What kind of playwright writes a play in four acts before his nineteenth birthday? The same one who quit the theatre 18 years later on the production of a play many regard as one of the finest ever.
If another playwright suggested that some have greatness thrust upon them, Anton Chekhov’s path to theatrical immortality appears pretty haphazard.

Chekhov wrote Platonov, the four-act play, in 1878. Ivanov arrived nine years later when he was 27 and 1896’s masterpiece The Seagull before his later, more heralded, such as Uncle Vanya and The Cherry Orchard.

This 12-year (or 14-year, as will make sense later) chunk of his life and work has still been slotted into a season called Early Chekhov, currently at London’s National Theatre after a well-received spell at the Chichester Festival.

Sir David Hare, whose own early work was superseded by later plays such as Skylight and The Judas Kiss, has translated all three plays. Viewed together, which the National has facilitated on a few dates in a one day sitting, we see four stages of Chekhov. The teacher with a range of female admirers unaware what to do (Platonov), a debt-riddled, depressive government official (Ivanov) and two writers at different points of their careers (The Seagull). One of those, Trigorin, even muses on what the reaction will be on his death. ‘A good writer, but not as good as Turgenev.’ If Chekhov had himself in mind, history has been kinder.
While Hare delivers entertaining, witty versions of the Russian’s plays, a look behind the trajectory of each play reveals a man unsure of his own artistic path.

Hare has already written about the bursts of “youthful anger and romanticism” and while the latter is easy to spot, particularly in Platonov and The Seagull, the anger becomes more understandable when looking at his life through that period.

His father was declared bankrupt in 1876 leaving the young Anton, who had already been sent back to resit a year after failing his Greek exams, to pay for his own education by catching goldfinches and subsequently supporting his family with his writing, mainly through short stories and journalism, and his other career as a doctor.

That other career would not spare his family the severest health problems. In 1889 Chekhov’s brother died of tuberculosis, the same disease which would lead to the writer’s own death aged 44. Shortly after his brother’s death, Chekhov exercised his journalistic muscles with an assignment for New Times to spend three months in a prison colony in Siberia which would become the book Sakhalin Island.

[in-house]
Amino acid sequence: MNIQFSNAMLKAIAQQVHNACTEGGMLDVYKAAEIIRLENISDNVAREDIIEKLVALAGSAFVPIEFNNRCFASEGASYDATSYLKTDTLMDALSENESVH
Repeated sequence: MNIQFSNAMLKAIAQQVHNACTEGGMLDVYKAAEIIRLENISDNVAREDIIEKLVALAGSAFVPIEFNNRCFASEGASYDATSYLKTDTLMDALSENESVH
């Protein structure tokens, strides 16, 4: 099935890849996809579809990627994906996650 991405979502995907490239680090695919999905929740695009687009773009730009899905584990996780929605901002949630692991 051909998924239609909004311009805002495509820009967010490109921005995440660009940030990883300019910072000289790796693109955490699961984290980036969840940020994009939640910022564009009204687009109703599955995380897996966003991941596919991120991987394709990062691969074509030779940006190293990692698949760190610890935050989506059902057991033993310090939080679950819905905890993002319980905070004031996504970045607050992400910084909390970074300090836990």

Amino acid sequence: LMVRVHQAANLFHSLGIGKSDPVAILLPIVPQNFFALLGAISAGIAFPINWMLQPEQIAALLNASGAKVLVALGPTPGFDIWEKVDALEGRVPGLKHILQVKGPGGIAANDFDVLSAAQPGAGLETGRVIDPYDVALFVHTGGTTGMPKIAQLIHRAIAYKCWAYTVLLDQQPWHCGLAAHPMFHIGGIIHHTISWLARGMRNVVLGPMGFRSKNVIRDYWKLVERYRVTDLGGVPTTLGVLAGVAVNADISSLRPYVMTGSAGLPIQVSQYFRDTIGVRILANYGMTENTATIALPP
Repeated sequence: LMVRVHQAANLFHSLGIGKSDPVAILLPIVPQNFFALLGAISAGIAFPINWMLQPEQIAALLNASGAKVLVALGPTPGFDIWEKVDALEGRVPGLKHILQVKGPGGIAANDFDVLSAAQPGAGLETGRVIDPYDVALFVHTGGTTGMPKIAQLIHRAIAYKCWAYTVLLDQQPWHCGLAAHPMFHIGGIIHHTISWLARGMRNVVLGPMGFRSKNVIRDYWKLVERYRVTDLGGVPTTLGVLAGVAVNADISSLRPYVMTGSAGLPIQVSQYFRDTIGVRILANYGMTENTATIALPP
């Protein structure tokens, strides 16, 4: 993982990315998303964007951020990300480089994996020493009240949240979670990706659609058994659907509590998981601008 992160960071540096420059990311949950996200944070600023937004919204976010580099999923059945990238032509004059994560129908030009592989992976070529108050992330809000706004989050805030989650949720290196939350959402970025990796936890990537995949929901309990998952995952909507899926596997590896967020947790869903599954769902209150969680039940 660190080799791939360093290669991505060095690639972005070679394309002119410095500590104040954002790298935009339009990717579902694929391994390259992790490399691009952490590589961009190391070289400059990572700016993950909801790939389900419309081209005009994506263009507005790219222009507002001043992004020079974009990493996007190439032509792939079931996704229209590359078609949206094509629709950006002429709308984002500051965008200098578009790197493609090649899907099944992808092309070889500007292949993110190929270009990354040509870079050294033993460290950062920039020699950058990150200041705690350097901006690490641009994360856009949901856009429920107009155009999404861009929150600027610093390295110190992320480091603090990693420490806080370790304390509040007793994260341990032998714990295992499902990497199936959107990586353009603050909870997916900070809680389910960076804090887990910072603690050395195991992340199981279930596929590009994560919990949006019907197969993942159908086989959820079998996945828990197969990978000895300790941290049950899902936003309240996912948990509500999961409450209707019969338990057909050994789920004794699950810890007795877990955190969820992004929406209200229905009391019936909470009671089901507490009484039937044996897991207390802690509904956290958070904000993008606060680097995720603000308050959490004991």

Throughout most of this this period, he practised as a doctor describing writing as “his mistress.” His medical career from his estate in Melikhovo, forty miles outside of Moscow, brought him into contact with all classes of sick patients influencing the way he painted such contrasting characters. Seeing them added hours to his commute which would taking him away from what he loved to do, a problem with which many of us may empathise.

V.S. Pritchett’s biography, A Spirit Set Free, details a man of constant activity – doctor, estate manager, journalist, playwright and pre-occupied by the literary jealousies of his time. As a playwright, he was of course, in the perfect position to exact reverence on many of those who irritated him.

The miracle of all three plays, while exquisitely acted and staged, is that they retain their spark of humour.

They also cover a wide spectrum of subjects.

Property prices, a young person’s struggle to establish a career, an older person’s struggle to maintain theirs, health stresses, break-ups, vain actors and miserable writers are just some of the aspects which suggest Chekhov has lost none his currency.

The Seagull alone has been translated by the assorted talents of Tennessee Williams, Tom Stoppard, Pam Gems, Michael Frayn, Peter Gill, Hare and more.

The opening night in 1896 is best described by whatever the Russian word for omnishambles is. Audience boos prompted Chekhov to renounce writing for the theatre until a Moscow Art Theatre production two years later from director and acting practitioner Constantin Stanislavski. With 80 hours of rehearsal behind it, the staging was designed to reflect everyday life, and the individual rhythms and mannerisms of each character.

The influence of Stanislavski (specifically on US acting schools) and Chekhov (based on these three plays and so many more productions) grows. The Moscow Art Theatre now has a seagull as part of its logo.

It would be easy to say Chekhov has cause to thank Stanislavski. Looking at what followed his first three plays, theatre goers everywhere have reason to be grateful.